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Next day - out of La Roda on the CM-3135, joining the A-1 for a short time (`A’ & `C’ roads prefixes are just cheap versions of third order roads – CMs - that usually have a bigger and better selection of pot holes) and then onto the CM-313 for Hellin. We passed through one town, where every factory made wood doors and another that just grew mushrooms and that’s before we came to the rice capital of Spain. From Hellin we travelled down the N-301 turning off onto the C – 3314 and the rice capital and then Lorca where we had to run for a short time on the motorway before picking up the MU – 620 (just another version) to Pulpi, Vera and stooped at a road house on the edge of the desert just outside Los Gallardos.

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The following day we just had about a hundred or so miles across the desert – you know the one they used in the spaghetti westerns - and run into Ugijar where we now live.
1250 miles and, aside from the puncture, no mechanical problems. We just trundle along rarely exceeding 2000rpm except for the climbs and the truck gave us 31 mpg which I think is amazing from a 4 litre diesel. She used no oil and since we got here I’ve flushed and cleaned the radiator, so now we’ll see how she copes with the temperature.
And yes, the plants made it okay and are flourishing.

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Rodger, Corinne and Elsie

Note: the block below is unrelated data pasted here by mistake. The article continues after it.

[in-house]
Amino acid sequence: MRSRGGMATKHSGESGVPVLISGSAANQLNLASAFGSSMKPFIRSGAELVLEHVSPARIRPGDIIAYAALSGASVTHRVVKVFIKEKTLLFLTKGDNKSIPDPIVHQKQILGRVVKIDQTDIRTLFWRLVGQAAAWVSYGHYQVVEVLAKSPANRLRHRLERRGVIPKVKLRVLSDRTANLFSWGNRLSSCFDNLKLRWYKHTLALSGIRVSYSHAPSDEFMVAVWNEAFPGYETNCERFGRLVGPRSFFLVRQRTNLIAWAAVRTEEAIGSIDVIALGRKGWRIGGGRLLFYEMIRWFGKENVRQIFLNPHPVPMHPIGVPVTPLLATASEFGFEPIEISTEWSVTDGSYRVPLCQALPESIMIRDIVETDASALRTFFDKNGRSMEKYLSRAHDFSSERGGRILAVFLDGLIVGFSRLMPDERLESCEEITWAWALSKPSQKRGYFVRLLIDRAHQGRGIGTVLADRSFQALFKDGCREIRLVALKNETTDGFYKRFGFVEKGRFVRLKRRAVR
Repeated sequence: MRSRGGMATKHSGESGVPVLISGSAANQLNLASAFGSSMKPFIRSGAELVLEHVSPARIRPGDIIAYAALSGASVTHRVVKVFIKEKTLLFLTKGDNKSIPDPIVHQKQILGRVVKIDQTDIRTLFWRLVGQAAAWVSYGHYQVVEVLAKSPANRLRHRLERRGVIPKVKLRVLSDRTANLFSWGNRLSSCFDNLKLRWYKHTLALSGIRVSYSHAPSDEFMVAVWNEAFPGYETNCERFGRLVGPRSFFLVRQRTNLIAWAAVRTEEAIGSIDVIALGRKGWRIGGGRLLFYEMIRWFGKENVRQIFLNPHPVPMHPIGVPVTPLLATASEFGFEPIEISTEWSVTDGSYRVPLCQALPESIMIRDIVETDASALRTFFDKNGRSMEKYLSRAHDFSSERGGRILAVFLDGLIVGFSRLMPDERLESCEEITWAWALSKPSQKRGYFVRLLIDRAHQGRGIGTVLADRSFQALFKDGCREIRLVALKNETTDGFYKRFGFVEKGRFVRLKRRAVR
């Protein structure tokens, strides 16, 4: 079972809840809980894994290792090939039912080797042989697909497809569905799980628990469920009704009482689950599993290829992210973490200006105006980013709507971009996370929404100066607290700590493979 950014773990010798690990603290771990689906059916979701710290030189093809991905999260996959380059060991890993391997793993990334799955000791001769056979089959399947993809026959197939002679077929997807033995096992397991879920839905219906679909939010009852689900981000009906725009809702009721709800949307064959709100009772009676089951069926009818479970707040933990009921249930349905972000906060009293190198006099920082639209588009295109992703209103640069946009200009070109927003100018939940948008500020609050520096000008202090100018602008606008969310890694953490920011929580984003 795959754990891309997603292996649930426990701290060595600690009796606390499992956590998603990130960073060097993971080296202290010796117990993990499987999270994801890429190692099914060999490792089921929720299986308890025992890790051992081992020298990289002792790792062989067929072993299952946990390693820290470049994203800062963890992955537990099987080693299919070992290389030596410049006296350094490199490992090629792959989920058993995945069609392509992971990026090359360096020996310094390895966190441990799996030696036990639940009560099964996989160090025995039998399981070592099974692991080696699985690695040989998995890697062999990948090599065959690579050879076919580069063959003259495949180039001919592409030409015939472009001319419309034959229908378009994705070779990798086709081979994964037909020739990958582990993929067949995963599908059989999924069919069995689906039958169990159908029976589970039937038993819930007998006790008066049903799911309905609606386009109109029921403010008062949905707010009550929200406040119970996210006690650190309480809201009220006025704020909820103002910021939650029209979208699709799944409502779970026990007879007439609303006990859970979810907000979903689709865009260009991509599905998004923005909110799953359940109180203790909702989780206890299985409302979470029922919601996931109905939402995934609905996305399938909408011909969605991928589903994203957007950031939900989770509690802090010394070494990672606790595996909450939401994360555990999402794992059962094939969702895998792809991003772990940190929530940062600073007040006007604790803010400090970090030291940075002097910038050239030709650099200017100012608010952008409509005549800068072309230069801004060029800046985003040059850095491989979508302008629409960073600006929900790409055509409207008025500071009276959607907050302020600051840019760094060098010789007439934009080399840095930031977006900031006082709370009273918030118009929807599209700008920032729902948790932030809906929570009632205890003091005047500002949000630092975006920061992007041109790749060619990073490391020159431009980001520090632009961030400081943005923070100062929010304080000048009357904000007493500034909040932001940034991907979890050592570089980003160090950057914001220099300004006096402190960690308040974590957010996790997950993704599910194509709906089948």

Chas

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Thanks for sharing that Rodger, great tale and pics, BTW, there are windmills in La Mancha;

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taken on my way back from Morocco.
 

Chris

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Rodger, 31mpg is outstanding. But tell me, you never had all that in the back of Elsie did you? Otherwise Corinne would have had to sit on the roof!

All the very best for you new life down in the sunny country.

Chris
 

TonyP

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Bice report Roger, go on admit you threw a match at that lorry :shifty:
 
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Ben

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great report and pics. :clap:
 

Rodger

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Yes, all the stuff in the pic and more, there was still more to be unloaded went in the back of the 40.
We´ve sorted our overheating problem - detailed clean of rad and a new viscous fan and now she´s fine on the big climbs. We picked a friend up at Almeria airport this week (sea level) and came back up into the mountains without any problems.
Thanks for the comments and well wishes.
Take care and if you are ever down this way....
Regards,
 

Gav Peter

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Great to hear from you again Roger & Corinne - I really enjoyed your writeup & pictures; vay jealous :mrgreen:

Don't show that knife shop pic to JW, he couldn't find anything on our recent tour of the Pyrenees to his disappointment ;)

Cheers
 

Crushers

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that was a wicked thread, the Rover pump truck is just too cool.

(isn't it amazing what you can stick in the back of a 40? :shock: )
 

Scott

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Hi Rodger and Corinne, thanks for taking the time to write the journey report, it was great to hear of all your adventures along the way.

Elsie did a great job by the looks of it, especially loaded to the gunnels!

That truck fire was a bit nasty! Glad you guys got there safely. Be sure to look you up next time we're passing through.

All the best.